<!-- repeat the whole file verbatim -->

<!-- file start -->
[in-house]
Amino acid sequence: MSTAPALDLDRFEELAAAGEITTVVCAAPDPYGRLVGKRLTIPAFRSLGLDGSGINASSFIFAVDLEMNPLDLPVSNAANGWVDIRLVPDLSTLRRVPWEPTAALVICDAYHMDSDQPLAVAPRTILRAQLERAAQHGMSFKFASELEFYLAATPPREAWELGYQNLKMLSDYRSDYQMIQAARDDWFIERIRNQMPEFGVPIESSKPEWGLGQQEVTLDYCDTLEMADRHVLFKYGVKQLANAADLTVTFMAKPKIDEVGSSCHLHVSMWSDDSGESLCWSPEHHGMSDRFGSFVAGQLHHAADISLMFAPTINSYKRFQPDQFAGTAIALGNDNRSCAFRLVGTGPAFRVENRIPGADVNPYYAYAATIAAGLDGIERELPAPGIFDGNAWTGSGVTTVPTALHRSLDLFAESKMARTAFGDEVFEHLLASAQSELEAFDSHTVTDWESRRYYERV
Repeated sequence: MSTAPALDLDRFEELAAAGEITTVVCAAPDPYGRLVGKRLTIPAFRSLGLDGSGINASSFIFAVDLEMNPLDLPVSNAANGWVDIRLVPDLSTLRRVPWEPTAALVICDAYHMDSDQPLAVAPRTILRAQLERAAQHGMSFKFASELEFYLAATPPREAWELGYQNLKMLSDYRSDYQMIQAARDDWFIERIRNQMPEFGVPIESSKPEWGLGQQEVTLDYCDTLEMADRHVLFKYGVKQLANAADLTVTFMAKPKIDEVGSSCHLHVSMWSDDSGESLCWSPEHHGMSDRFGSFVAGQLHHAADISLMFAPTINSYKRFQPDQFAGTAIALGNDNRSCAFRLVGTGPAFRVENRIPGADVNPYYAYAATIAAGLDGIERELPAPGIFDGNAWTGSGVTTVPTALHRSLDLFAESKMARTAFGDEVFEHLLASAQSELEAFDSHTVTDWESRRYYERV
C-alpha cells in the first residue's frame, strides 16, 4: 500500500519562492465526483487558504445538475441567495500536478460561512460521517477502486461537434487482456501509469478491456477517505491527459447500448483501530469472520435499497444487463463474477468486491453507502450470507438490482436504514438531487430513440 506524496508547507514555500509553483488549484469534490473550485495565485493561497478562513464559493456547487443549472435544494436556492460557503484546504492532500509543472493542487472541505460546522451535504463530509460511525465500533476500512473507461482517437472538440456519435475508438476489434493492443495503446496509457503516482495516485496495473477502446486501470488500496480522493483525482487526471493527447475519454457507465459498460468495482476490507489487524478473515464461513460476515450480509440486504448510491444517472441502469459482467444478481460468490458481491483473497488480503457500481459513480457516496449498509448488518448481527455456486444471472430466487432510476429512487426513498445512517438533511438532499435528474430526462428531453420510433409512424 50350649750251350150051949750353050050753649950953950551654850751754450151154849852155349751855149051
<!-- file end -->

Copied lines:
[in-house]
Amino acid sequence: MSTAPALDLDRFEELAAAGEITTVVCAAPDPYGRLVGKRLTIPAFRSLGLDGSGINASSFIFAVDLEMNPLDLPVSNAANGWVDIRLVPDLSTLRRVPWEPTAALVICDAYHMDSDQPLAVAPRTILRAQLERAAQHGMSFKFASELEFYLAATPPREAWELGYQNLKMLSDYRSDYQMIQAARDDWFIERIRNQMPEFGVPIESSKPEWGLGQQEVTLDYCDTLEMADRHVLFKYGVKQLANAADLTVTFMAKPKIDEVGSSCHLHVSMWSDDSGESLCWSPEHHGMSDRFGSFVAGQLHHAADISLMFAPTINSYKRFQPDQFAGTAIALGNDNRSCAFRLVGTGPAFRVENRIPGADVNPYYAYAATIAAGLDGIERELPAPGIFDGNAWTGSGVTTVPTALHRSLDLFAESKMARTAFGDEVFEHLLASAQSELEAFDSHTVTDWESRRYYERV
Repeated sequence: MSTAPALDLDRFEELAAAGEITTVVCAAPDPYGRLVGKRLTIPAFRSLGLDGSGINASSFIFAVDLEMNPLDLPVSNAANGWVDIRLVPDLSTLRRVPWEPTAALVICDAYHMDSDQPLAVAPRTILRAQLERAAQHGMSFKFASELEFYLAATPPREAWELGYQNLKMLSDYRSDYQMIQAARDDWFIERIRNQMPEFGVPIESSKPEWGLGQQEVTLDYCDTLEMADRHVLFKYGVKQLANAADLTVTFMAKPKIDEVGSSCHLHVSMWSDDSGESLCWSPEHHGMSDRFGSFVAGQLHHAADISLMFAPTINSYKRFQPDQFAGTAIALGNDNRSCAFRLVGTGPAFRVENRIPGADVNPYYAYAATIAAGLDGIERELPAPGIFDGNAWTGSGVTTVPTALHRSLDLFAESKMARTAFGDEVFEHLLASAQSELEAFDSHTVTDWESRRYYERV
C-alpha cells in the first residue's frame, strides 16, 4: 500500500519562492465526483487558504445538475441567495500536478460561512460521517477502486461537434487482456501509469478491456477517505491527459447500448483501530469472520435499497444487463463474477468486491453507502450470507438490482436504514438531487430513440 506524496508547507514555500509553483488549484469534490473550485495565485493561497478562513464559493456547487443549472435544494436556492460557503484546504492532500509543472493542487472541505460546522451535504463530509460511525465500533476500512473507461482517437472538440456519435475508438476489434493492443495503446496509457503516482495516485496495473477502446486501470488500496480522493483525482487526471493527447475519454457507465459498460468495482476490507489487524478473515464461513460476515450480509440486504448510491444517472441502469459482467444478481460468490458481491483473497488480503457500481459513480457516496449498509448488518448481527455456486444471472430466487432510476429512487426513498445512517438533511438532499435528474430526462428531453420510433409512424 50350649750251350150051949750353050050753649950953950551654850751754450151154849852155349751855149051